Friday Five with Francis Bitonti

We head to New York for this week’s Friday Five, spotlighting Francis Bitonti who received his Masters of Architecture from Pratt. The multidisciplinary designer founded Francis Bitonti Studio in 2007 and has since been a driving force in the design industry by using computer techniques paired with innovative manufacturing technologies. Last year he launched a collection of leather belts with 3D printed hardware with American fashion designer Katie Gallagher and then went on to create a jaw-dropping, 3D printed dress for burlesque icon Dita Von Teese as part of a collaboration with designer Michael Schmidt Studios and Shapeways. Next up is his first ever commercially available collection that will debut in Fall 2014. Here, he reveals five things he can’t live without.


1. White Paint
I always keep buckets of white paint in my hall closet. I paint most things I own white. I don’t like to be surrounded by noise. I don’t like things to get old… degradation is distracting and depressing.


2. Contractor Grade Garbage Bags
I don’t keep things long. I am always giving things away or throwing them out. I wish designers would design products that die so I wouldn’t have to throw them away. I don’t think our stuff should live longer then we do. I don’t want to haunt the next generation with my things.


3. My Fathers Hammer
I have a distaste for nostalgia, and I particularly dislike memories that are tied to physical things, but every now and then something creeps into your life. My father was a builder and he used this tool for as long as I can remember. I can’t get rid of it because I feel like it’s too much of him. It’s funny how such a humble object can become a monument when we are gone. I can’t use it to save my life, it’s useless except for its memory. It’s a ghost, but it’s a friendly ghost. I make every effort to eliminate these hauntings, and I hope to never inhabit such an object myself. But in the end everyone has a few ghosts with them…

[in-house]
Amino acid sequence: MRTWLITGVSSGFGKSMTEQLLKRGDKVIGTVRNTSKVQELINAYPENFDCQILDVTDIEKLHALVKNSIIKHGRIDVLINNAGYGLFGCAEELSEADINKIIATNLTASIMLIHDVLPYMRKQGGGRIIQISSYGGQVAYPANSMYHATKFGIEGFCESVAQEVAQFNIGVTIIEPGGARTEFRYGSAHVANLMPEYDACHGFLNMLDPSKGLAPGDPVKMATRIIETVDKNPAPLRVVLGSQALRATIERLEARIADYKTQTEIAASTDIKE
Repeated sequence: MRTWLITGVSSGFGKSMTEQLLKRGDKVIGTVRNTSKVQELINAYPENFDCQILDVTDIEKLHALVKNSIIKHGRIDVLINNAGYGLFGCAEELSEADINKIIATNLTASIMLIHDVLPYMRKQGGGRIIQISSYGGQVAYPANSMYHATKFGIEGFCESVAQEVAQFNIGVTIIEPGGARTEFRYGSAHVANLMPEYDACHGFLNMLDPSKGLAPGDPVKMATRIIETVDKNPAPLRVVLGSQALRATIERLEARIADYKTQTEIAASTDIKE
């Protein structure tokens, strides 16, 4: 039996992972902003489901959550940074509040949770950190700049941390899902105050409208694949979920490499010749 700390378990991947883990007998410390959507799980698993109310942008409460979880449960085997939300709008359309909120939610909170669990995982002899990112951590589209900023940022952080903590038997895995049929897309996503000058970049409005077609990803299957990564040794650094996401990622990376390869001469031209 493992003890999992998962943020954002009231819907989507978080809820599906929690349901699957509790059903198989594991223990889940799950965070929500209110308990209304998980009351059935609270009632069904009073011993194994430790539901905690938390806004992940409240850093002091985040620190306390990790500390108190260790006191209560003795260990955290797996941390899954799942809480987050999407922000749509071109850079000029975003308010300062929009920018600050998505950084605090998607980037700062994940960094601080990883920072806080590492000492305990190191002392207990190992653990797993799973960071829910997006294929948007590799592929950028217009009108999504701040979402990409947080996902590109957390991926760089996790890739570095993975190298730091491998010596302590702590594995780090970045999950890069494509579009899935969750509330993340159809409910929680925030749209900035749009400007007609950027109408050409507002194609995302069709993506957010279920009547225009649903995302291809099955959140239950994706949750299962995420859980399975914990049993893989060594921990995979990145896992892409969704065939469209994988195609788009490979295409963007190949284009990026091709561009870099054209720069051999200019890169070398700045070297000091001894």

4. Air Plants
I have lots of these in my apartment. I don’t own any art or knickknacks, I like plants, they are alive and always changing. I especially like these because they don’t need a pot or soil, they don’t bring anything with them when they move in. They grow or they die if you don’t take care of them. I wish everything I owned was like this; I would never have any excess and I wouldn’t need those contractor grade garbage bags.


5. Concrete PH by Xenakis
This song changed my career; it was a very intense experience. I have spent my career trying to capture this solid form, and I expect I will spend the rest of my life trying to do this. I think it reflects contemporary culture perfectly. It’s nonhierarchical, it’s undergoing complex but subtle transformations. It’s internal organization is too complex to understand but you know it’s there. It’s like listening to the Internet. I listened to it the first time when I was working for Vito Acconci. He always played music in the studio. It was a big part of working in the studio. It’s a big part of my studio now. Music has everything to do with design but doesn’t look like anything, it doesn’t feel like anything, it engages a different set of senses. It gives you just enough information to get started without getting in your way.

Caroline Williamson is Editorial Director of Design Milk. She has a BFA in photography from SCAD and can usually be found searching for vintage wares, doing New York Times crossword puzzles in pen, or reworking playlists on Spotify.